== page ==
Healthspan December 19, 2017

January is a popular month for ditching the booze either for charity or in search of its health benefits, or both. But what exactly is Dry January and what are its proposed benefits?

What is dry January?

Alcohol Concern started the campaign back in 2012 to encourage people to stop drinking during the month of January and the phenomenon appears to have increased in popularity year on year, especially since the involvement of Public Health England. A YouGov survey actually revealed 16% of the UK adult population committed to dry January in 2016.

What are the benefits of dry January?

1. You’ll save money
There’s no doubting the amount of money Brits spend on booze is extortionate. And how many times has that very thing – booze – been just the encouragement you needed to buy a pricey round of shots for everyone joining you on your night out? Spending money on booze = spending money on more booze and that doesn’t even include the fast food that awaits you at the end of the night.

2. It could reduce your blood pressure
Drinking too much alcohol can have serious consequences and increases the likelihood of high blood pressure, one of the major risk factors for heart attacks and stroke. It can also weaken your heart muscle so it's unable to pump enough blood around your body, and can affect your heart rhythm, a condition known as arrhythmia.

3. You could lose weight
Empty calories are the stuff of nightmares and alcohol has plenty of them. And not only does fast food hit your wallet hard when it comes to drinking it’s also a nightmare for your waistline. Getting into bad habits is easy to do but cutting out the booze (and then learning to manage the amount you drink post dry January) is a good way to get rid of them. Need proof? Research by the University of Sussex on dry January statistics last year found that 72 per cent of people who completed Dry January drank less in the six months afterwards. When it comes to fast food we all enjoy a takeaway once in a while but too high an intake in alcohol can lead us to having too many, especially since a hangover often causes cravings for foods high in salt. Learning how to control your alcohol intake so every night out doesn’t mean waking up with a sore head and an empty kebab box next to your bed is perhaps something we should all be considering as a 2018 new year’s resolution.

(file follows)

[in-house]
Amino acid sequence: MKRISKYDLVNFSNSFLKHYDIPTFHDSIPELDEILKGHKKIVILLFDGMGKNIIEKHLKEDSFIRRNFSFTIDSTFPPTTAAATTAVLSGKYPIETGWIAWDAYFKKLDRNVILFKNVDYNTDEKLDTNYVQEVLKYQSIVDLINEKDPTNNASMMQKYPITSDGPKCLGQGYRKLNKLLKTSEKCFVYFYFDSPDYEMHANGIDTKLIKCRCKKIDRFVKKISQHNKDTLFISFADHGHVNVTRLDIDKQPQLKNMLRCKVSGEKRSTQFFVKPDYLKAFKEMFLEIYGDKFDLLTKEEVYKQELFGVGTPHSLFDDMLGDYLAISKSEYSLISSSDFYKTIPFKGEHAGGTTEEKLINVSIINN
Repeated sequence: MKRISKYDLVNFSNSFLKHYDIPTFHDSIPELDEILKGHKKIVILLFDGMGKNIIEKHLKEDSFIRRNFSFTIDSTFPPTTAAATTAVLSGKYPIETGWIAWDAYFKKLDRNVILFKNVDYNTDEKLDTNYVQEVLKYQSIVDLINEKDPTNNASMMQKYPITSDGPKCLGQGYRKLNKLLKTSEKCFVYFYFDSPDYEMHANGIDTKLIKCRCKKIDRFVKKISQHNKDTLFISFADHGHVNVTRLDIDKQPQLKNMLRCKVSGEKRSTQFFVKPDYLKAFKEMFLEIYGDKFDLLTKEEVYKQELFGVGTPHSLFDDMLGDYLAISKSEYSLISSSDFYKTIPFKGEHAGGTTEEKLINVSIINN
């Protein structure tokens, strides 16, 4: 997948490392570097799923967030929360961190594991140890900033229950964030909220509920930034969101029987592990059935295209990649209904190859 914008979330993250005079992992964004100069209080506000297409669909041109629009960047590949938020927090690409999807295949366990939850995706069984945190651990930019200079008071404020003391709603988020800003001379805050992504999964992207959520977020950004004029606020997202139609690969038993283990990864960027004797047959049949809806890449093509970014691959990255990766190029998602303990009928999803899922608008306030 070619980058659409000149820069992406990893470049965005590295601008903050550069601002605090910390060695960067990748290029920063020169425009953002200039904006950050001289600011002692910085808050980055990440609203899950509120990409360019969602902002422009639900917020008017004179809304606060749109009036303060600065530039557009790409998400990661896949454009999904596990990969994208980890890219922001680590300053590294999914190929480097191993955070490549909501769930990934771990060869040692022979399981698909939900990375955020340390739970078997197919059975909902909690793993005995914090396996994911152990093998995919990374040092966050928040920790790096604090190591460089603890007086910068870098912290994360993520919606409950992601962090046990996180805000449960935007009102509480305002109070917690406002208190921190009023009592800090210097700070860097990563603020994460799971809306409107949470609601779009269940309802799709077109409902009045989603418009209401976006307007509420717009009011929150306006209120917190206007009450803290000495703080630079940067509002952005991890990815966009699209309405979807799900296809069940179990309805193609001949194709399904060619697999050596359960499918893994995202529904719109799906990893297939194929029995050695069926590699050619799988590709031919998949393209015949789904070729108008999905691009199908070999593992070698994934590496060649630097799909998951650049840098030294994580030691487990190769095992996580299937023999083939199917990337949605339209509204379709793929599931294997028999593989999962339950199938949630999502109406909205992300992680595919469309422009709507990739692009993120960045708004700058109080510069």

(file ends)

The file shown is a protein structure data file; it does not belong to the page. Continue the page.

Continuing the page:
4. Your liver will thank you
If there’s one thing that suffers most with a regular intake of alcohol, it’s your liver. Over time drinking alcohol will lead to the liver becoming fatty, inflamed and in the worst case scarred. But Dry January shouldn’t be a detox month to prepare you for a boozy February. Liver disease is appearing in young people where it used to only be associated with those of an older age and it’s a lot to do with Britain’s status as one of the worst countries in the world for binge drinking. A great tip is to get into dry January non-alcoholic drinks like tonic water with fresh lime and lemon slices – this way you won’t be empty-handed when you sit down to watch the TV without your daily glass (or two!) of wine.

5. You can say goodbye to hangovers
We’ve all been there. A Sunday family roast is not quite the same with a splitting headache and an upset stomach. If it weren’t for those extra couple of drinks you’d be tucking in to your roast chicken with enthusiasm but alas, no one has the best judgement when under the influence of alcohol. Just think of what you’ll be able to accomplish now that you can wake up at the same time on weekend days as you do on a work day, too. It’s also a well-known fact that a regular sleeping pattern is good for your health and wellbeing, so say goodbye to tired Monday mornings and say hello to a refreshed new you that’s ready for action.

Is dry January bad for you?

Dry January certainly isn’t bad for you but – as the British Liver Trust suggests – you shouldn’t be having a dry month and then falling back into bad habits. Of course, drinking alcohol within the recommended units per week is a different story compared with binge drinking – a common problem that many people often don’t even realise they have. To keep health risks from alcohol to a low level it’s safest not to drink more than 14 units a week on a regular basis. Alcohol Concern has a free app that lets you keep track of whether you drank each day to show you just how far you've come. It also tells you how much money you've saved.

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